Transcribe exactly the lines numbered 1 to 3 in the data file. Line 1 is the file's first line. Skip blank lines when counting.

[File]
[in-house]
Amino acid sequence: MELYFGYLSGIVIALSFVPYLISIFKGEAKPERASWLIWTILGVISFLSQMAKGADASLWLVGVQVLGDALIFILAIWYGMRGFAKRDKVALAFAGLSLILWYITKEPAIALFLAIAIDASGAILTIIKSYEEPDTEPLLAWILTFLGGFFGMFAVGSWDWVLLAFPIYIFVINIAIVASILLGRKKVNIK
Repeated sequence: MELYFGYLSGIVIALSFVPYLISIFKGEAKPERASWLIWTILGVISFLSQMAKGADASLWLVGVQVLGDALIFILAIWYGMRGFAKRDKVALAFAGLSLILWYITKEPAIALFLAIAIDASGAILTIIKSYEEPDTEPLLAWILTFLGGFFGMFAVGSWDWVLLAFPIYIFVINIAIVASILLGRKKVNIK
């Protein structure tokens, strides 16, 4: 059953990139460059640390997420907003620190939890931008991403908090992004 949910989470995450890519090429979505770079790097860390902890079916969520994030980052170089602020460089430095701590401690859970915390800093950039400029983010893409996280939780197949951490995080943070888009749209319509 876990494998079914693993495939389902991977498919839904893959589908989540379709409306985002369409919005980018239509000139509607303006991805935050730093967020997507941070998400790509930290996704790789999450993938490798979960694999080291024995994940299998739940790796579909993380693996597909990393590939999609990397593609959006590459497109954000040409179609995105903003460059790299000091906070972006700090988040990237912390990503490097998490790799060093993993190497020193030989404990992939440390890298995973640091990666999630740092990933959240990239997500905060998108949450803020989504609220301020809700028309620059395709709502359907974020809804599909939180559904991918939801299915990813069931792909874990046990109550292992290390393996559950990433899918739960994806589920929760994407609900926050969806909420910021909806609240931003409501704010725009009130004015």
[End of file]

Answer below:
[in-house]
Amino acid sequence: MELYFGYLSGIVIALSFVPYLISIFKGEAKPERASWLIWTILGVISFLSQMAKGADASLWLVGVQVLGDALIFILAIWYGMRGFAKRDKVALAFAGLSLILWYITKEPAIALFLAIAIDASGAILTIIKSYEEPDTEPLLAWILTFLGGFFGMFAVGSWDWVLLAFPIYIFVINIAIVASILLGRKKVNIK
Repeated sequence: MELYFGYLSGIVIALSFVPYLISIFKGEAKPERASWLIWTILGVISFLSQMAKGADASLWLVGVQVLGDALIFILAIWYGMRGFAKRDKVALAFAGLSLILWYITKEPAIALFLAIAIDASGAILTIIKSYEEPDTEPLLAWILTFLGGFFGMFAVGSWDWVLLAFPIYIFVINIAIVASILLGRKKVNIK